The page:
What is a credit score?

What is a Credit Score?

Everyone knows that credit scores exist, but ‘what is a credit score?’ is a question we often hear.

Credit Score Basics

A credit score and a FICO score are the same thing. It is a number that can range from 300-850. A credit score represents how likely a person is to repay their debt. An example of debt is credit card debt, or an auto loan. The higher the credit score, the more likely a person is to repay the debt. Before we jump into how scores are calculated, do credit scores even matter?

how lenders view credit score

Do credit scores matter?

Yes, but their impact will depend on your specific situation. Read our post here to see how your credit score may impact you.

here's why your credit score matters

Calculating credit scores

Several factors that are taken into account to calculate a credit score:

  • 35% of your score is based on payment history
  • 30% is based on percent of total credit used
  • 15% is based on the average age of all accounts
  • 10% is based on new credit applications and credit inquiries
  • 10% is based on the number and type of credit accounts

On Time Payments

Do not make late payments. This one is simple. Pay the minimum (or more) on each credit account (loan, mortgage, lease, etc.) by the due date each month. Many people struggle with this. It is easy to forget to pay your account by the due date. Technology has fortunately helped with this as nowadays you can set a digital reminder.

Percent of Credit Used

The large credit bureaus use multiple criteria to determine your credit score. One of those that relates directly to credit cards is the percentage of your credit limit used. For example, if you have a total of $2,000 available across all of your accounts and have spent $150, that would be 7.5%.

Your goal should always be to keep it as close to 0% as possible. Having a budget is key. Sometimes it is necessary to make multiple payments during the month. By paying the credit card off regularly you will ensure your balance is always low (or zero). 

If you follow our philosophy on credit cards, you should only be using credit cards to spend money you have in your bank account and never spend money that it not accounted for in your budget. Racking up credit card debt can destroy dreams of financial freedom!

Average Account Age

The total average “age” of your accounts is factored into your credit score. They average the total amount of time that your accounts have been open. This includes private loans, student loans, and credit cards. The “older” your accounts are the higher your score will be.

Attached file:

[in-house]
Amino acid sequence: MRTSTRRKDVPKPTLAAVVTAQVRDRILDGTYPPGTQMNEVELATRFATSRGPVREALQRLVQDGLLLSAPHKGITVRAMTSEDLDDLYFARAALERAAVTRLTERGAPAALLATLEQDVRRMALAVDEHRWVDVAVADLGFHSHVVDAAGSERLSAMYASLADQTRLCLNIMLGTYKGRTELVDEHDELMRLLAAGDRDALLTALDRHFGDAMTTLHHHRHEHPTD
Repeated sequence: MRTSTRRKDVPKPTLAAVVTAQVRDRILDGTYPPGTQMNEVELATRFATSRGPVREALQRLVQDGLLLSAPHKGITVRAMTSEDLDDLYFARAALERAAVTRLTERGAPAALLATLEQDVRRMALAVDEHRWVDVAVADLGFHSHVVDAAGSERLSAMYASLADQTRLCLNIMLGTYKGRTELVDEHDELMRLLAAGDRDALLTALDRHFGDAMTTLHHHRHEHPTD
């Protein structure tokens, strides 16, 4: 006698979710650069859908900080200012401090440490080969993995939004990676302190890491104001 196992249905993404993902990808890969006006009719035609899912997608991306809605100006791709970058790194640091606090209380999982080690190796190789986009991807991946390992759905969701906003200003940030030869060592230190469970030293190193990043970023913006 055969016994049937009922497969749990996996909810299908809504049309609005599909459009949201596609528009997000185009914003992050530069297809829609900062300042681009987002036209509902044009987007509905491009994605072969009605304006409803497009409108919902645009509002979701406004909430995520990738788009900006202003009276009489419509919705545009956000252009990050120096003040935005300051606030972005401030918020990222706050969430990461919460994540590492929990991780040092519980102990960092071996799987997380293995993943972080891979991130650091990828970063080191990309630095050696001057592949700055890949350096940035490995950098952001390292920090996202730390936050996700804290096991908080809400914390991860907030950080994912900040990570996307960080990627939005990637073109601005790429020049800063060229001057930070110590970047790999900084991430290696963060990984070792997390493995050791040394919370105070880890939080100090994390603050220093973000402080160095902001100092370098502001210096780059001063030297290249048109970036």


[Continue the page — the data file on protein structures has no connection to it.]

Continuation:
It is possible to have a credit card account open and not use it regularly. This can increase your “credit age”. To prevent the account from being closed use it to pay a small recurring monthly bill. Some companies require regular use for the account to remain open. Simply leave the card at home to prevent the temptation to use it. If keeping it out of your wallet is not enough, you can destroy the card by cutting it up into pieces.

Credit Applications

Credit bureaus track every time you apply for a new line of credit (loan, credit card, etc). They do this to measure how you are doing financially. Opening many accounts within a small window of time lowers your credit score.

Current Debt

The more debt you have, the lower your credit score. By having many loans, you demonstrate to the banks that you need to borrow money to cover your expenses. This is a liability. If you are able to minimize your debt, you show that you can live within your means.

Type and Number of Accounts

Diverse loan accounts are preferred by the credit bureaus, just like a diverse investment portfolio in your IRA and 401(k) can be rewarded in an volatile market. This can include car loans, mortgages, student loans, and credit cards. Those with different types of accounts have higher credit scores. This may seem counterintuitive, but we don’t make the rules.

Credit Score Killers

Three things will hurt your credit score the most: filing for bankruptcy, being sent to collections, or foreclosing your home. If any of these have happened to you, work on all the other things above if you are looking to raise your credit score.

A Good Credit Score Does Not Mean Financial Success

It is possible to be in debt up to your eyeballs and have a credit score over 800. You can have a credit score under 600 and be debt free! We would much rather have the low credit score and NO debt, would you? Don’t obsess over your credit score. Just stick to your budget, make solid financial decisions and for most people a solid credit score will follow.

Source(s):

https://www.consumerfinance.gov/ask-cfpb/what-is-a-credit-score-en-315/

5 thoughts to “What is a Credit Score?”

    1. When I looked, it seemed like the loans impacted the score, rather than the other way around. Will be interesting to see what the finance twins say.

      1. Hi Amanda and Jorge! Thanks for the question! For most people, their credit score should not impact their ability to get student loans IF they get federal student loans (subsidized OR unsubsidized). However, if you want or need private student loans, those lenders will probably take your credit history into account. The same thing will apply (their credit history will be evaluated) if your parents are taking out loans to help you pay for school.

        I’ll also mention that taking out student loans will impact your credit score (it will impact several of the factors discussed in the post above).

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